11. 11. Nightmare: ‘a cat lay on the floor of a hospital, paralysed. When observed more closely, it was seen to have no muscles, existing just as skeleton and skin.’
  12. 12. Little suggestion so far of a single  neuro-developmental factor, such as Asperger’s Syndrome. Multiple individual, family, social and educational  factors contribute.
  13. 13. It's a god-awful small affair, To the girl with the mousy hair, But her mummy is yelling “No”, And her daddy has told her to go. But her friend is nowhere to be seen, Now she walks through her sunken dream, To the seat with the clearest view, And she's hooked to the silver screen… ‘Life on Mars’ David Bowie (1971)
  14. 14. Individual and Social Aspects  Body dissatisfaction.  Failure in tests or trials a precipitant.  Mood disturbance.  Past experiences of being bullied or of social exclusion/awkwardness.  Imaginative capacities and hopes for something better.  High IQ – (?)intellectual snobbery.
  15. 15. Family Aspects  Parental conflict or marital breakdown.  Parents uncertain as to how they should act, as playing game is not overtly antisocial.
  16. 16. Other aspects:  The nature of, and relationships within a Guild colour the relationship to the game.  Demanding, and ruthlessly rejecting: exclusion from Guild can be devastating.  Tolerant Guild can be more supportive of time spent out of the game.
  17. 17. Habit, compulsion or addiction?  Is there a ‘Disorder of Disconnection’ for those  that cannot switch-off from games, social network sites, emails etc. that amounts to a terror of exclusion, of missing something? Are we now intolerant of those who do not keep  up with the deluge of daily information and communications?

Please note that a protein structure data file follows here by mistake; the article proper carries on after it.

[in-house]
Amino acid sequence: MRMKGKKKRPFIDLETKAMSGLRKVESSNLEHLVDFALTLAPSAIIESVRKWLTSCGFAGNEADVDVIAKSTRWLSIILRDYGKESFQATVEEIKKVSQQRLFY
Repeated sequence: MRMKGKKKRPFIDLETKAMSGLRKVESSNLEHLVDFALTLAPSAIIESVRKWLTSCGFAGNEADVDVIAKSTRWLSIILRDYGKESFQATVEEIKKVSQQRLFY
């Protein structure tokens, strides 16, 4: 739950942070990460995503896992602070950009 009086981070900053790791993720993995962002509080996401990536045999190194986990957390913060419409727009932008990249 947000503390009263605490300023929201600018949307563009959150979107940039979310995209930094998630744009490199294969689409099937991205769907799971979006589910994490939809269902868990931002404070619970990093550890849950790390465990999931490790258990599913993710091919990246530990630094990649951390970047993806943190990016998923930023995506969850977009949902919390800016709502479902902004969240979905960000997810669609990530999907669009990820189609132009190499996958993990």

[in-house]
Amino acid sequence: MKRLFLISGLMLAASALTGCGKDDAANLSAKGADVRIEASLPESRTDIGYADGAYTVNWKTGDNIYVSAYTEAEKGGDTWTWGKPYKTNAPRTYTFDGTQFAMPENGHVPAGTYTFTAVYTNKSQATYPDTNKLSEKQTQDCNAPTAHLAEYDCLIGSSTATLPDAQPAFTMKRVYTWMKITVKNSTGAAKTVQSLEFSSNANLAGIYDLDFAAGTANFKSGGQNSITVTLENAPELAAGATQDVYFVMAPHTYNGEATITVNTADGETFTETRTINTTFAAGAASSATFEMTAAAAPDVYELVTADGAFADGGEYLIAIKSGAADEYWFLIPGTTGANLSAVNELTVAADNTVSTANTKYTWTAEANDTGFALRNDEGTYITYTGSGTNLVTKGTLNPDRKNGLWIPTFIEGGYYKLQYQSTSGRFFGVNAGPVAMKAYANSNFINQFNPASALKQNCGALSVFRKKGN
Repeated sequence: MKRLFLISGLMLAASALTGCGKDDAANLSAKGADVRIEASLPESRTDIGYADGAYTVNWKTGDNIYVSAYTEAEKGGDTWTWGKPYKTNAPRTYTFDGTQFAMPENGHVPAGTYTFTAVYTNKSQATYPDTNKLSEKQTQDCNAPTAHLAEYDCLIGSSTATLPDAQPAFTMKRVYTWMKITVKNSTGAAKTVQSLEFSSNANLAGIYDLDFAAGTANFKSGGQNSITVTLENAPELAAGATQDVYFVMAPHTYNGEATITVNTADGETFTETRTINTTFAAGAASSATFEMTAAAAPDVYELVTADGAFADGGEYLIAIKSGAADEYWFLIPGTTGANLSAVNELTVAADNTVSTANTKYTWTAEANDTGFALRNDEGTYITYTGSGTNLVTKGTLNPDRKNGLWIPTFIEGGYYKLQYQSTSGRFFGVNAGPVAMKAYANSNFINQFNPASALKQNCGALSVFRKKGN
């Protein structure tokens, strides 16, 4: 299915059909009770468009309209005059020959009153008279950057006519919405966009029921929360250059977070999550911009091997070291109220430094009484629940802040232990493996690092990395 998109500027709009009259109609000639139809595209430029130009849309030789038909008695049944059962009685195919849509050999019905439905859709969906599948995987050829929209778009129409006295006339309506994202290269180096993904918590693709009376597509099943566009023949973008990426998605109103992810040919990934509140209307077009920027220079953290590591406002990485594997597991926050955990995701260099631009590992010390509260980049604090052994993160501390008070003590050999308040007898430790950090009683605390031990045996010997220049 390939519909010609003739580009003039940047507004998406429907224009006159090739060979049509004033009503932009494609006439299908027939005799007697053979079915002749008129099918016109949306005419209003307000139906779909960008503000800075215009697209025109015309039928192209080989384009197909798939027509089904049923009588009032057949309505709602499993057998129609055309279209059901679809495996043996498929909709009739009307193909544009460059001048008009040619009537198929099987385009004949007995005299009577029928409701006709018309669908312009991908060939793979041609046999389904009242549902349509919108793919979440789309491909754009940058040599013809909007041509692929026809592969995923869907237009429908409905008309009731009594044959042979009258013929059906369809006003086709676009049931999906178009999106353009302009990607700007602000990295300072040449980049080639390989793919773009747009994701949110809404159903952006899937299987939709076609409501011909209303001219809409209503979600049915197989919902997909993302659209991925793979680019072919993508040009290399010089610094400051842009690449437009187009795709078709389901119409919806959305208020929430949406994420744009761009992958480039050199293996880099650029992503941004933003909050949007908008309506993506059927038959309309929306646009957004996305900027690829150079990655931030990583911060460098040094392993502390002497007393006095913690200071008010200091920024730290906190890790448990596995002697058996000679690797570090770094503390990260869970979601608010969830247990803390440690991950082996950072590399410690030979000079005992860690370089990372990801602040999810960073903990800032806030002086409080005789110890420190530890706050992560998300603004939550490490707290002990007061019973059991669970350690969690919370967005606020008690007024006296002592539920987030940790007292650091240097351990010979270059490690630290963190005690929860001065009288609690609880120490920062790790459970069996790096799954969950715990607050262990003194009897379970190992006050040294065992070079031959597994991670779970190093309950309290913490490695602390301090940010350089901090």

18. 18. Promotes compulsive behaviour  Visual stimulation (eg in autism)  Violent acts  Competition and rivalry  Triumph and superiority Ordinary life is diminished or dull in contrast.
  19. 19. TV was introduced in 1995 to a remote part of Fiji  (Nadroga). Ethnic Fijian traditional aesthetic ideals reflect a  preference for a robust body habitus, and they did not pursue thinness. Individual efforts to reshape the body by dieting  or exercise traditionally have been discouraged.
  20. 20. By 1998  Key indicators of disordered eating were significantly more prevalent following exposure.  Narrative data revealed subjects' interest in weight loss as a means of modelling themselves after television characters.
  21. 21. Eyes appear to function like taste-buds; a  pleasing visual experience stimulates desire. Rapid effect on the self.  Culture of high visibility.  Dissatisfaction with body image.  Link to avatar, which may be more appealing. 
  22. 22. Healthy development requires bodily  involvement. Risks of hypertrophy of certain brain (visual and  motor) centres. Developing capacities to wait and bear  frustration versus over-valuing of speed.
  23. 23. Parent Forums and clinical services for parents.  Tech & Web clinical service.  Assertive Outreach.  Working together to enhance  development, creativity and well-being.